The Traffic Ticket Quota Issue

A sense of déjà vu.

Back in 2010 I wrote a poston this issue.  I will reference two paragraphs from that post and remember, this was written back in 2010:

The recent attempt by the Winnipeg Police Service to impose traffic quotas was cloaked under the guise of overall officer performance, attempting to ensure that officers perform all aspects of their job.  The monitoring of officer performance in and of itself is a good strategy.  However, such a strategy will only succeed if the monitoring of traffic enforcement statistics is part of an overall performance monitoring strategy.  If traffic enforcement is the only statistic being measured while other aspects of their performance such as the numbers of arrests made are not, officers soon realize that it’s not about performance, it’s about revenue. 

As with many approaches timing is everything.  The Service’s recent foray into the traffic ticket quota minefield at a time when photo radar and traditional enforcement revenues are down and the Service is facing a budget shortfall might suggest that the need for additional revenue has trumped performance and road safety.    

It is now two years later and the Winnipeg Police Service is doing an encore performance.  Again they are facing a budget shortfall and are looking to the revenue side to address the issue and the revenue side means more tickets.

In the words of George Santayana: Those who cannot remember the past are condemned to repeat it.

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Traffic Tickets: A New Bargaining Chip for Police Unions

Police departments have become addicted to traffic ticket revenue much in the same way that other levels of government are addicted to revenue from gambling and lotteries.

From a policing and road safety perspective, ticket revenue was never intended to become a major revenue stream.  Ticket revenue was a by-product of traffic enforcement.  In its purest form traffic enforcement is conducted as an evidence based activity targeting either particular offences or particular locations that, based on the evidence, can be shown to detract from road safety.

Police departments have the ability to gather the required intelligence to be able to set enforcement strategies based on objective criteria that link enforcement to road safety and not revenue.  However, no matter how desirable an increased level of road safety may be, it does not translate well into dollars to fill gaps in police budgets.  The result is that many police departments continue to utilize enforcement strategies that maximize the number of tickets issued and the fine revenue generated – and not road safety.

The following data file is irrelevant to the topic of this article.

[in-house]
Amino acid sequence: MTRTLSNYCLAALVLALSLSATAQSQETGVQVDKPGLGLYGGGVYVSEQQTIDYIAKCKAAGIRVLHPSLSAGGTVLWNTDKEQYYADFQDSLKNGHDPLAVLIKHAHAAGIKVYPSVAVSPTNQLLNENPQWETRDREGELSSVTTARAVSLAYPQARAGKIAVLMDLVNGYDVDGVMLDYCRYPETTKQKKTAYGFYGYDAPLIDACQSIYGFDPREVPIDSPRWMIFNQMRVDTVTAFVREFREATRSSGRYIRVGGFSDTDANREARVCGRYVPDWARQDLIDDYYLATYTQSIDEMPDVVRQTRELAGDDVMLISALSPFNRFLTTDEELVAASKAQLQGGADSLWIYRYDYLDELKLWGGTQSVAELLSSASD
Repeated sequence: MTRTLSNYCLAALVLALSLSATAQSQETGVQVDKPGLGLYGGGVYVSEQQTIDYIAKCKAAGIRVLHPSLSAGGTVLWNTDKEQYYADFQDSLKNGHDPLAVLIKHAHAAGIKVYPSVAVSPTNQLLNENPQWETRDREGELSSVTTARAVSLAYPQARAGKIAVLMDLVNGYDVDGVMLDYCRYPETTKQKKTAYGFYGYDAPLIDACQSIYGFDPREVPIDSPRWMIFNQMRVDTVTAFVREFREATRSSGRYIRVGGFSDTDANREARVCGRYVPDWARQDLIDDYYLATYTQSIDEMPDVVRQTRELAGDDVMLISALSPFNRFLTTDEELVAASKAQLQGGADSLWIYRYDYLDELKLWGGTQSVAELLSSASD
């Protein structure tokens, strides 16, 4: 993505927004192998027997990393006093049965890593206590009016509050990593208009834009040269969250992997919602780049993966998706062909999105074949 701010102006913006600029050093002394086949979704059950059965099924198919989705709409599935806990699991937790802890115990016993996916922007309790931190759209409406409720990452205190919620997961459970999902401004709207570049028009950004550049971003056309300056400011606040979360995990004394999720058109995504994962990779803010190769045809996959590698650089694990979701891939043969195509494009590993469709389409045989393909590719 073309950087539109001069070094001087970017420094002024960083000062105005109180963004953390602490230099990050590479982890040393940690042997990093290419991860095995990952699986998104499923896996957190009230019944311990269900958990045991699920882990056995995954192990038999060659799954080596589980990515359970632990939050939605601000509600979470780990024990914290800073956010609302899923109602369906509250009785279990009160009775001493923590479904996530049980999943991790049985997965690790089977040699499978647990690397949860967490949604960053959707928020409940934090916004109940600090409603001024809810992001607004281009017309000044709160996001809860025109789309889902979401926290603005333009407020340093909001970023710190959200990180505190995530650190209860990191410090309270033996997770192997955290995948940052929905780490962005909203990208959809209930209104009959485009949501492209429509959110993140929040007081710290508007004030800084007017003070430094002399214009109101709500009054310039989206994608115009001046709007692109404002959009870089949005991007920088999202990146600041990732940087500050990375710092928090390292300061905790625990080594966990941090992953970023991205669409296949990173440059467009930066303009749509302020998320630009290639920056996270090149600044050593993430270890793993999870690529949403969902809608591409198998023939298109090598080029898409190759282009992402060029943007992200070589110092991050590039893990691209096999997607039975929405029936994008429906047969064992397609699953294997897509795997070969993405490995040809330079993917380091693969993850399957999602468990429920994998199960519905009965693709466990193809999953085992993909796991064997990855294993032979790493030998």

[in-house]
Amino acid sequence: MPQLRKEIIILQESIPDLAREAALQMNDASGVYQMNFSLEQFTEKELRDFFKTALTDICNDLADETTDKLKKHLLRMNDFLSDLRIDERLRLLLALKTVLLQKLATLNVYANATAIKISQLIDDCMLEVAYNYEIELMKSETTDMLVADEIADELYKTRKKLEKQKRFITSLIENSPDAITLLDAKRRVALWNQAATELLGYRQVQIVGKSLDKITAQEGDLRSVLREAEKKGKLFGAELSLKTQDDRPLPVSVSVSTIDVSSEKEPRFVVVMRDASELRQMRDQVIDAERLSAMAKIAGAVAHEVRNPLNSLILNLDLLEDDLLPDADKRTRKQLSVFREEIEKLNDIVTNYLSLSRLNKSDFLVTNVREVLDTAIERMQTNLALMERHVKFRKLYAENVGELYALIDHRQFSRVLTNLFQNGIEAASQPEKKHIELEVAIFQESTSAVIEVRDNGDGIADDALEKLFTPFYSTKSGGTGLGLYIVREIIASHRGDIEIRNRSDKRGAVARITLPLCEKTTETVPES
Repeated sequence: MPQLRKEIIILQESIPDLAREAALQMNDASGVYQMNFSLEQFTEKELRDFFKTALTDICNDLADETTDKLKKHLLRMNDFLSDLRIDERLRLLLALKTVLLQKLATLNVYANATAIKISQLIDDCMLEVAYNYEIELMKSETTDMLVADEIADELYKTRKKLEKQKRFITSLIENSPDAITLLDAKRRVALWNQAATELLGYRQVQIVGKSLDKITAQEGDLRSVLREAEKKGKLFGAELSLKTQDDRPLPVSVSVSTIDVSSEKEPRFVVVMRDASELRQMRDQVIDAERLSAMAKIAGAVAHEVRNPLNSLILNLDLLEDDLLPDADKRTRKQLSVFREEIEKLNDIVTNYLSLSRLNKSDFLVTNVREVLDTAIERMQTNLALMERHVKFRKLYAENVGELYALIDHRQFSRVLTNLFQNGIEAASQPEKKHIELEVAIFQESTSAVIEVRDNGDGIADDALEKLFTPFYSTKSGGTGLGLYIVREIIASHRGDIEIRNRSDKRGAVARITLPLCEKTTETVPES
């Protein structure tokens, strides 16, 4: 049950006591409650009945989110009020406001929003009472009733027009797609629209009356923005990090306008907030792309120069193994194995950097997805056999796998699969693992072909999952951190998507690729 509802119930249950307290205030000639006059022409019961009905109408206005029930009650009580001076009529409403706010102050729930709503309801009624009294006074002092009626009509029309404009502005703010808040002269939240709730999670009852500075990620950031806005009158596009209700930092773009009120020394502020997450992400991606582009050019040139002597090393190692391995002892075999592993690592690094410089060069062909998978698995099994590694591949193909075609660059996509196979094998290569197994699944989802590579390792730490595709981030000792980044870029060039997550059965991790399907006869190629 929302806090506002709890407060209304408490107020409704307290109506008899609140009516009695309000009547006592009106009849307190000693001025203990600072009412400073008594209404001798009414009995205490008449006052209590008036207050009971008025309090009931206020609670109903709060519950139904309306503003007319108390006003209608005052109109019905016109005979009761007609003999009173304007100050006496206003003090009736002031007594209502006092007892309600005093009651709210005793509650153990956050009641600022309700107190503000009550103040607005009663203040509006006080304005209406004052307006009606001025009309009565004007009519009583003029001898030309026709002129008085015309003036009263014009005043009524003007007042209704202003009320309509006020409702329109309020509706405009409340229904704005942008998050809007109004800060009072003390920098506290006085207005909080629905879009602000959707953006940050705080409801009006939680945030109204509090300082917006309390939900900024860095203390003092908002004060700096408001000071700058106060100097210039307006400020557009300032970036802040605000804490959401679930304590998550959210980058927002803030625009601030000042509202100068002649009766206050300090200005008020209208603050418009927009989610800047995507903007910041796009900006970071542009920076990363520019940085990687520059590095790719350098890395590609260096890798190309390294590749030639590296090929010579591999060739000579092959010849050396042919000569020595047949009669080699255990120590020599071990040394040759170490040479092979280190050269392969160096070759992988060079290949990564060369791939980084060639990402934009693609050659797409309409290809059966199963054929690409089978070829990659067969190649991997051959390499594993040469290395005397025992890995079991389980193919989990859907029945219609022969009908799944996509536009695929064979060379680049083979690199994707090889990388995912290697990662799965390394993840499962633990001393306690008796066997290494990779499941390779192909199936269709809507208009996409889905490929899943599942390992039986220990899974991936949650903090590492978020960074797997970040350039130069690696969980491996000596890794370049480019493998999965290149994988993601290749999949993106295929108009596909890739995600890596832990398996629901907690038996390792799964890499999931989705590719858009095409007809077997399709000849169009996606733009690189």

Police Unions are quickly picking up on this trend and traffic enforcement, or rather the lack thereof, is becoming a powerful bargaining chip for police unions.  Existing legislation on issues such as arrest and the issuing of traffic tickets is worded in such a way that officers “may arrest” or “may” issue a ticket.  It does not say they shall or must.  Officers have discretion and may use other approaches to deal with traffic violators.  Legally they are allowed to issue warnings as opposed to issuing tickets.

It seems that some officers in Dekalb County, Georgia are doing just that.  In June and July of 2009 the number of traffic citations issued by officers dropped from 23,797 to 19,029 and from 22,716 to 15,783, respectively, compared to 2010.  That is a 20% drop in June and a 30% drop in July.

The DeKalb County Police Department recently imposed an unpaid holiday policy that is not going over well with officers.  The union representing the officer denies that officers are on a ‘ticket furlough’ but do admit that there has been a decrease in morale. The Chief blames the reduction in tickets on other factors such as manpower, call volumes and officers’ use of discretion.  The reduction in tickets issued in June and July of 2010 represents 1.75 million dollars in lost revenue.  In 2010 DeKalb County projected 25.9 million dollars in ticket revenue.